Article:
Mount Vernon “turned over to the wreckers” in 1965

Working in Mt. Vernon gives me ample opportunities to enjoy the neighborhood’s historic architecture and our generous share of surface parking lots. Many of these lots date from the 1960s when plans to redevelop Mount Vernon as a center of high-rise apartment buildings and office towers stalled out. The Baltimore Urban Renewal and Housing Authority demolished scores of 19th century rows and mansions to clear the way for development but developers only completed a handful of the many proposed building projects.

Map courtesy University of Baltimore Langsdale Library Special Collections, BURHA, Series X. Urban Renewal Projects, Box 8. Mount Vernon Plan. Link.
Map courtesy University of Baltimore Langsdale Library Special Collections, BURHA, Series X. Urban Renewal Projects, Box 8. Mount Vernon Plan. Link.

I’d love to share a more detailed account of the history of parking in Mt. Vernon (or automobile culture in Baltimore more broadly) but you can get a taste from this 1965 Baltimore Sun piece, “Parking Lot Will Replace Landmark Preston St. House” by Frank P.L. Somerville, September 5, 1965:

“Plans to demolish another landmark in the Mount Vernon area, the white marble mansion on the southeast corner of St. Paul and Preston streets, were announced yesterday.

A spokesman for the William Cook-Brooks funeral establishment said the three-story house at 101 East Preston street will be razed, probably next month, to make room for a parking lot. …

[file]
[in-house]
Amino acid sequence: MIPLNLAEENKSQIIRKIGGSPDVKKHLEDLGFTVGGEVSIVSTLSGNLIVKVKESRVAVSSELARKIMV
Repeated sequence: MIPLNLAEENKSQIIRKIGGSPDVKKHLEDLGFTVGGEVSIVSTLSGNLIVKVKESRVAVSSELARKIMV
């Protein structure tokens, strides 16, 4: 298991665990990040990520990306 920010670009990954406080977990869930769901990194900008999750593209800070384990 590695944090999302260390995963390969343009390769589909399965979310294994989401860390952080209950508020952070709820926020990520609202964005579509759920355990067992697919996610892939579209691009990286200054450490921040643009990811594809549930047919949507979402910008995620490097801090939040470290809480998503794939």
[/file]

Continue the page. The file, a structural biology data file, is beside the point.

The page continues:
The Donaldson House is another is a long string of Mount Vernon area landmarks turned over to the wreckers in recent years.

Other distinguished Nineteenth Century buildings removed from the once-fashionable area south of Mount Royal avenue include two mansion replaced by a tall apartment house at Calvert and Chase streets; half a block of St. Paul street houses that fave way to another large apartment building now under construction at St. Paul and Chase streets; a whole block of West Monument street houses razed by the Maryland Historical Society to provide a lot for a new wing; the Cadoa buildings on Franklin street, now the site of a parking lot owned by the Catholic Archdiocese; Greek Revival houses on Cathedral street and Park avenue demolished for new apartment construction and several houses on Charles Street between Eager and Chase streets recently replaced by parking lots or new construction.

Demolition crews are in the process of leveling three mansions at the northwest corner of Charles and Chase Street.”

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